Recently, Hamilton shared a great post about American ancestry. The first sentence of his post– “This is one of my favorite demographic maps.”— made me wonder: Have I ever said those words? Do I have a favorite demographic map?
There are plenty of maps that I appreciate for what they reveal, such as one from this past summer painting a stark picture of US income mobility. Some maps are more for fun: though I wish I had a better handle on the source, I definitely got a kick out of the map revealing the concentration of red-heads in Europe that made the rounds last year. And, of course, the Racial Dot Map was pretty great for both substance and style (though I personally think that the Congressional Dot Map was even more interesting).
This week, though, I happened across a great new map that I appreciate not only for its visual appeal and powerful presentation of data, but also because it provides great information on a topic I care a lot about: running.
This past weekend, The New York Times published an interactive map visualizing recently released Census data on poverty in America. The NYT map gives information down to the census tract level; this level of precision allows the viewer to see poverty rates of not just counties and cities but, in fact, neighborhoods.
As for Virginia, poverty rates in Southwest, Southside and Hampton Roads far exceed the poverty rates of localities closer to DC. According to these small area estimates, Falls Church County has the lowest poverty rate of around 3 percent, while Radford City and Harrisonburg City have the highest rates (34.2 and 37.5 percent, respectively).
The recent government shutdown and flirtation with default has seriously deteriorated public trust in Congress, and in Washington more generally. Disgust with Washington is often followed by bewilderment. How did things get this way?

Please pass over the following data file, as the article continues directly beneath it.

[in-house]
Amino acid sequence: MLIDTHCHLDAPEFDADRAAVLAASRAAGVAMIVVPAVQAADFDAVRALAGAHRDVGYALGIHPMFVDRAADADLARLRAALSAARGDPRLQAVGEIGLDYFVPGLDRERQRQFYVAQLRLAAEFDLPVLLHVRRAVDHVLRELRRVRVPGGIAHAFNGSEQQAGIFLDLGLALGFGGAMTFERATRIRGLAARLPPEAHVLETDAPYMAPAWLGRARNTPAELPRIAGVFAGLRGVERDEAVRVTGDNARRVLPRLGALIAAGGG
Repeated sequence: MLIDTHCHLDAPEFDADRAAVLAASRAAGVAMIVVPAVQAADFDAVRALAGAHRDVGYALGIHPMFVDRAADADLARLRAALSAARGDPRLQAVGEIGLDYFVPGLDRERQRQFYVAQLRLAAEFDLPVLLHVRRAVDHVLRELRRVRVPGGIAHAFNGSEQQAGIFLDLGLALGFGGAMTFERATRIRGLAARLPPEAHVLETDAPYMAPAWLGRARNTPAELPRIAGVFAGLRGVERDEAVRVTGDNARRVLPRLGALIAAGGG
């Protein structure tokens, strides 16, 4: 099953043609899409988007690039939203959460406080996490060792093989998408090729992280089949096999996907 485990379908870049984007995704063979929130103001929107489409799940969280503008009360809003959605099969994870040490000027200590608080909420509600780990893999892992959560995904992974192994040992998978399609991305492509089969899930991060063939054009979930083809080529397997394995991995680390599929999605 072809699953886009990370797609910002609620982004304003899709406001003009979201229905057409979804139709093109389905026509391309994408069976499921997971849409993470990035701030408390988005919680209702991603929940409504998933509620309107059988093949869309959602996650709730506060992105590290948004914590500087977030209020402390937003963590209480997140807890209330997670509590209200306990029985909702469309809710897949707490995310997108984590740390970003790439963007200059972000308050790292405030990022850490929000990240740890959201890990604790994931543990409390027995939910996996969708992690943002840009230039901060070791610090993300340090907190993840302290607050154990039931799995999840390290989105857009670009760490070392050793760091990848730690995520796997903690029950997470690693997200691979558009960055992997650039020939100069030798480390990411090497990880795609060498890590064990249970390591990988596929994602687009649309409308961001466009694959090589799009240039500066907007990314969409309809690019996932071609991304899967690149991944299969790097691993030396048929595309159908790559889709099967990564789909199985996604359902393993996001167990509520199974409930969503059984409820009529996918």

While there is no single answer to this question, if I had to choose one, it would be current redistricting practices. There is a strong case to be made that political polarization (and associated intransigence and brinkmanship) are rooted in gerrymandered congressional districts.
Gerrymandering, the art and science of lawmakers choosing their own voters rather than the other way around, has ensured that most representatives in the U.S. House are safe from general election challenges. Without those challenges, positions taken by elected officials are not exposed to debate and to the typically moderating effect of contested elections. In contrast, in gerrymandered districts where it is clear that one party or the other has a more or less certain general election victory in hand, candidates from the opposing party opt out of running (or have little real chance of winning if they do). As a result, the only threats to these lawmakers come in contentious primary contests from the hard left and hard right. Being “primaried” is now a common term among political strategists, and is often used to describe well-financed tea party challengers who unseat moderate Republicans. As moderation, from either side, is lost in primary challenges, the result is more rigidly ideological victors and the deadlock we see with increasing frequency in Congress.
This connection between redistricting, polarization, and legislative dysfunction is complicated, and as soon as political scientists start talking about the nuances of this subject the message sometimes gets lost. So I decided to create a visual to help illuminate what is really going on…
Link to the full interactive Congressional Dot Map.
By popular demand, I’m attaching dot density maps for more Virginia cities plus a new statewide map…enjoy: